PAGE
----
Ever since 1990 on the Genesis, Phantasy Star II has been firmly lodged into gamer’s nostalgia as one of the greatest RPGs of all time. The deep and memorable plot, an incredible cast, and the game structure that remains in many RPGs that came after it, there is a reason that Phantasy Star II was so well received. Sega finally releases Phantasy Star II for the mobile device, but does it make the transition? Do the nostalgia glasses still apply well? Available on the iPhone, iPod touch, and iPad for $4.99, Phantasy Star II is, of course, released by Sega.
One of the biggest issues with nostalgic games is that the blinders are very effective. Most fans ignore any and all flaws because of their love of a game during their childhood. I, however, grew up with Final Fantasy and my nostalgia glasses have been shattered long ago. This is a real look at Phantasy Star II with no previous association.
The graphics for the game are honestly quite amazing for a Genesis game. Environments are packed with details despite having the old square-grid system, well done character designs, creative and have a huge amount of variation, and the story is dramatic. No seriously… I spent weeks playing this game to the end and I can tell you with confidence that Final Fantasy 7 most likely got inspiration from here. Sounds and music are actually surprisingly memorable and epic like any Nobuo Uematsu score.
The combat is based on the random encounter system that, in today’s age is horribly outdated, at the time was standard, mostly due to limitations of the hardware. It is, however improved by the customization of your characters. Your characters have a slew of options available like chest armor, helmts, etc… and two hands. I know this seems like a minor thing to mention, but having the ability to equip them with two weapons at the start of the game is rare in the RPG world. Two weapons mean a double attack, which in the early sections is unbelievably useful.
There are some issues with this game though, despite the amazing production. Controls are strangely cumbersome. They appear as slightly transparent buttons at the bottom of the screen. Dialog is blocked by these giant buttons and you cannot change their opacity levels, move them, or shrink them. Instead, you have two viewing modes: Zoomed in or boxed off. Zoomed in, the graphics suddenly become very fuzzy and a pain and the dialog boxes get interfered by the controls. Boxed off places a giant blue frame around a small screen. The controls now rest inside the frame and the game plays at normal resolution inside the box, making for a much better viewing experience, but it takes some time to get used to.
One of the biggest issues I had was with the fact that this is an iPhone port of a Genesis game. Saving is a pain in the butt. You cannot play this game if you have a short time to burn. This is an investment of your attention because you can only save (and the game will only save) when you go into town and save there. If you die, you start off where you last saved. If you get a phone call, if you start another app, if your batteries die, you better hope you aren’t in the world map, a dungeon, or just too far away from a save area.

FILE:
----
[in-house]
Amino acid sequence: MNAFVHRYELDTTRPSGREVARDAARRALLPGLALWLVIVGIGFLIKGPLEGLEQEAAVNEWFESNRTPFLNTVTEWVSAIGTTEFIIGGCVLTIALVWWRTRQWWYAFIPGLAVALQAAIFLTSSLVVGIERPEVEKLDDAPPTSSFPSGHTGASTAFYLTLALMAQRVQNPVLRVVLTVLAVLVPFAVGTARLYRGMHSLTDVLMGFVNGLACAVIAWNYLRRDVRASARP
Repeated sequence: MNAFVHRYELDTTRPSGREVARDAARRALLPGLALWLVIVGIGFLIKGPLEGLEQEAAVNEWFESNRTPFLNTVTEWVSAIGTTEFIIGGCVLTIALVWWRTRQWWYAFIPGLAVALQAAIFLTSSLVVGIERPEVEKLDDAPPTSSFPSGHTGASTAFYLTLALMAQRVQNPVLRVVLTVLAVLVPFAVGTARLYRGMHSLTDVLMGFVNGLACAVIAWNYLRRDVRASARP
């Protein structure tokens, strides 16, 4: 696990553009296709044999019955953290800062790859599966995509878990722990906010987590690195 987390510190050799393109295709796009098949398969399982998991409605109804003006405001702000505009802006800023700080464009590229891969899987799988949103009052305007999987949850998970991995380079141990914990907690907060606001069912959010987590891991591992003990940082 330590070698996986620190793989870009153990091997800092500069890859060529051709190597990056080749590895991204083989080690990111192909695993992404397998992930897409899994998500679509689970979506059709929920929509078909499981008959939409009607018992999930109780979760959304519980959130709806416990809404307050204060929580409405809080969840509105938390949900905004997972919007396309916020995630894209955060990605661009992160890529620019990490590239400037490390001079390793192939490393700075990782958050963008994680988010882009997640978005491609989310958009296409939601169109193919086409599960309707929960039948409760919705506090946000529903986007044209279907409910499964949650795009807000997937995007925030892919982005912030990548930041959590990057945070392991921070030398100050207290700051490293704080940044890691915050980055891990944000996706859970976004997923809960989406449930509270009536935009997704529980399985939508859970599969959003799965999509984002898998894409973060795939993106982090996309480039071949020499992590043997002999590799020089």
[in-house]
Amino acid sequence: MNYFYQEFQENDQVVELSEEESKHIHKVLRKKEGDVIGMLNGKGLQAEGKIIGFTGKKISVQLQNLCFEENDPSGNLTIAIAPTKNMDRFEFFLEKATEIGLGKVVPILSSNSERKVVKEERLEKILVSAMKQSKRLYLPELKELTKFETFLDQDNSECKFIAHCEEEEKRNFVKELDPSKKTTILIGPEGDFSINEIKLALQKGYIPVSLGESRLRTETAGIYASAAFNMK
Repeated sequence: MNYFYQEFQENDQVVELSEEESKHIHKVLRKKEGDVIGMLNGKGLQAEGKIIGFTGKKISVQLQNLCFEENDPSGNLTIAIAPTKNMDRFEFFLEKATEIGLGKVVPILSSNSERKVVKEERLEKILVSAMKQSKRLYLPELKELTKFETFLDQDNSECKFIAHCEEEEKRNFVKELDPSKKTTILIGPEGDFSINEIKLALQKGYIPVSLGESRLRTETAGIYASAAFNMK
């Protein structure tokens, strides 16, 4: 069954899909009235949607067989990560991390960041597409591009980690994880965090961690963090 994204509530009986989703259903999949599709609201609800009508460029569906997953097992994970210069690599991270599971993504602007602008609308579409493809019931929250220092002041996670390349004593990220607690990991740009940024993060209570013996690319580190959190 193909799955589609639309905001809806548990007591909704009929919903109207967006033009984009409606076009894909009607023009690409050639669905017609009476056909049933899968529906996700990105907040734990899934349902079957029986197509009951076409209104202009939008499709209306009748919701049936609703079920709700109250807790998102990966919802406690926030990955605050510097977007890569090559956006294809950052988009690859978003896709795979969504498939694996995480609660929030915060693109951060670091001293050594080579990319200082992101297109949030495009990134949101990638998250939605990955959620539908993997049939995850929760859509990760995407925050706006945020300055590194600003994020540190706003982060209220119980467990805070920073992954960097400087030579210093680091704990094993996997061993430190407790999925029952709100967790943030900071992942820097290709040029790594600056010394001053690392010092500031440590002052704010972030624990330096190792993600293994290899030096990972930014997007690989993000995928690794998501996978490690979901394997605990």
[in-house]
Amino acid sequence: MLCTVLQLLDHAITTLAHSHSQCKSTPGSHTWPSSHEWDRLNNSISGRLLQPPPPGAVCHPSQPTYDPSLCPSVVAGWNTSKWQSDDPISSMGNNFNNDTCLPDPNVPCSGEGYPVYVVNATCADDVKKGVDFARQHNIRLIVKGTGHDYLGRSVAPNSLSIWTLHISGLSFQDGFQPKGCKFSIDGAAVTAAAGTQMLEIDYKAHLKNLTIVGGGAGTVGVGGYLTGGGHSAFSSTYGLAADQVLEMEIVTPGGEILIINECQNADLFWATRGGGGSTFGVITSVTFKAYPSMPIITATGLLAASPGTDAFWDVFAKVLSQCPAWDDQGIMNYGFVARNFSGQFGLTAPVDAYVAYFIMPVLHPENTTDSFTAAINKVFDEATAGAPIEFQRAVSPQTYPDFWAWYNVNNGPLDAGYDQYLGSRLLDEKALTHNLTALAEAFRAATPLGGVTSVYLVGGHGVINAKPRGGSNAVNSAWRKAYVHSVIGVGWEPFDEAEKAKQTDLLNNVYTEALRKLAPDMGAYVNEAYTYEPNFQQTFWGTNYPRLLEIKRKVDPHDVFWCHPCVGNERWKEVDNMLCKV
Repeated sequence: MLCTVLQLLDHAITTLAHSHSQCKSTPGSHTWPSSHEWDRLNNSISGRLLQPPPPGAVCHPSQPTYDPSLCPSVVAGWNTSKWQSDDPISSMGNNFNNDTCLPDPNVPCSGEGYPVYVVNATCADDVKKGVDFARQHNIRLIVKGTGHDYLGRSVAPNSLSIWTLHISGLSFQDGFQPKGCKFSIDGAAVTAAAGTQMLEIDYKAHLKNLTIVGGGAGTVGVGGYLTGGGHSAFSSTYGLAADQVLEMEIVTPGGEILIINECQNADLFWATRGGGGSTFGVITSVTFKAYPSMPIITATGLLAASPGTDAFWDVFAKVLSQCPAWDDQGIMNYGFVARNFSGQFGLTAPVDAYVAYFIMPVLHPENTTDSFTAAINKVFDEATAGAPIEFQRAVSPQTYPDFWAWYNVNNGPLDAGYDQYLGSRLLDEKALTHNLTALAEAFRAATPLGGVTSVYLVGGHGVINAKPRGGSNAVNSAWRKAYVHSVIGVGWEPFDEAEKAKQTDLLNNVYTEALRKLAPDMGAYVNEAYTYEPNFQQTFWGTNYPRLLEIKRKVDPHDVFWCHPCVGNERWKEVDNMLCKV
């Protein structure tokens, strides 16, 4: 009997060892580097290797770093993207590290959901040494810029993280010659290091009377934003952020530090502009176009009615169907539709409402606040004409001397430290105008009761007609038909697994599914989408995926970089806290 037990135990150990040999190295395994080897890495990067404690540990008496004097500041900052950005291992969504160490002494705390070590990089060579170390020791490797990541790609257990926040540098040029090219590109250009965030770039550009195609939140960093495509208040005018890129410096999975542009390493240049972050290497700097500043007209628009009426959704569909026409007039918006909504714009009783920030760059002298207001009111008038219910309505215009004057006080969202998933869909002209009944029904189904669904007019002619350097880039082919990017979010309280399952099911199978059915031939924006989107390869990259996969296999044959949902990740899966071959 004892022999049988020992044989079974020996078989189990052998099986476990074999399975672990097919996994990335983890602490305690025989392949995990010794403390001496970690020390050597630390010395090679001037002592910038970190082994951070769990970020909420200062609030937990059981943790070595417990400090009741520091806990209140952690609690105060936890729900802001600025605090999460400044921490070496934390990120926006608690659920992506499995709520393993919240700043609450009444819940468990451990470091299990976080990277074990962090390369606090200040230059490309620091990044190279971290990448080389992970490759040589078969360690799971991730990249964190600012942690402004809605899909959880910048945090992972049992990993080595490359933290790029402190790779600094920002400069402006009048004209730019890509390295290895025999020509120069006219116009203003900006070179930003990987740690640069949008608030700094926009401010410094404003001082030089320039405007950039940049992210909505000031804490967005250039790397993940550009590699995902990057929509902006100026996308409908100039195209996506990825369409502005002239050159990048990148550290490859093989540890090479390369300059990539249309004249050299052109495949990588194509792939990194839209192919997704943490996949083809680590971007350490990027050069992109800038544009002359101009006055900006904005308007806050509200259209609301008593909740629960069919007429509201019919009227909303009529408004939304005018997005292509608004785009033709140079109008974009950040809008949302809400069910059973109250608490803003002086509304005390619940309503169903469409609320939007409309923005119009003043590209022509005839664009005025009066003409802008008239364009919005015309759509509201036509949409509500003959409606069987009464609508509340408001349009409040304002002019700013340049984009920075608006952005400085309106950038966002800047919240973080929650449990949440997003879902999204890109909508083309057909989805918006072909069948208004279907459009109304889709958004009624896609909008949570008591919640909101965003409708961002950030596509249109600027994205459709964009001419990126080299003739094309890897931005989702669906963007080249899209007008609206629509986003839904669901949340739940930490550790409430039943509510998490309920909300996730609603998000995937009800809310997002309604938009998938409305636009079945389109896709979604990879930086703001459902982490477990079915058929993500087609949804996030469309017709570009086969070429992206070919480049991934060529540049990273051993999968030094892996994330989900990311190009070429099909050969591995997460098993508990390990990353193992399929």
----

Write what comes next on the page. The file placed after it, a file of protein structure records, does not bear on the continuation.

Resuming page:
Combat is brutal, and by that, I mean that nothing is explained and the enemy attacks way more often than you do for much of the first levels. The spells and magic attacks have their names displayed, but provide no descriptions of their effects. They don’t give you clear instructions on how or where to go, so wandering into high level zones is frustrating since when you die, if you have a survivor, you must quickly run back to town to the cloning factory and ‘clone’-revive your character/s that died. If all your party gets wiped, you start over from your save point. This makes the very long, very difficult dungeons a source of nightmares and horror.
The enemies seem to always get priority of attacks during combat. You press the ‘fight’ command and suddenly one of your characters gets pelted by 3 attacks, you attack once, press fight again, get pelted by 3 more. This is one of the hardest early low-level experiences I’ve ever had and I’ve played many of the Dragon Quest games which had this same problem.
Without some kind of modification like saving anywhere (maybe at a penalty of an item or just costing some cash), without some improvements on layout of the UI, without the original strategy guide that was provided to the people who purchased Phantasy Star II in 1990 (because Sega knew that we NEEDED that guide to play the game), we are left with a very frustrating, but oddly fulfilling game. It’s probably fulfilling because by the time you hit the end and watch the amazing story unfold, you knew how hard it was to get there.
Be warned, if you never played an RPG before, if you never played Dragon Quest before number 8, if you never played any 2D Final Fantasy game, this game will not ease you into the RPG world. It’s like jumping off a cliff with a parachute… that they give to those green army men toys. If, however, you are familiar with the title or you played it to death as a kid, this may just be the game for you.
Phantasy Star II is a game that requires the strategy guide. Without it, it’s one of the hardest games to overcome… trust me… However, for this review, I have to take into account that the graphics, music, customizability of characters, the characters themselves, the epic storyline, the fact that this is a really good port from Sega, and the fact that anyone who loved the game in the past has already ignored everything I’ve said and purchased it already, I would say get this game. It’s legendary… but for the iPhone, it’s flawed.
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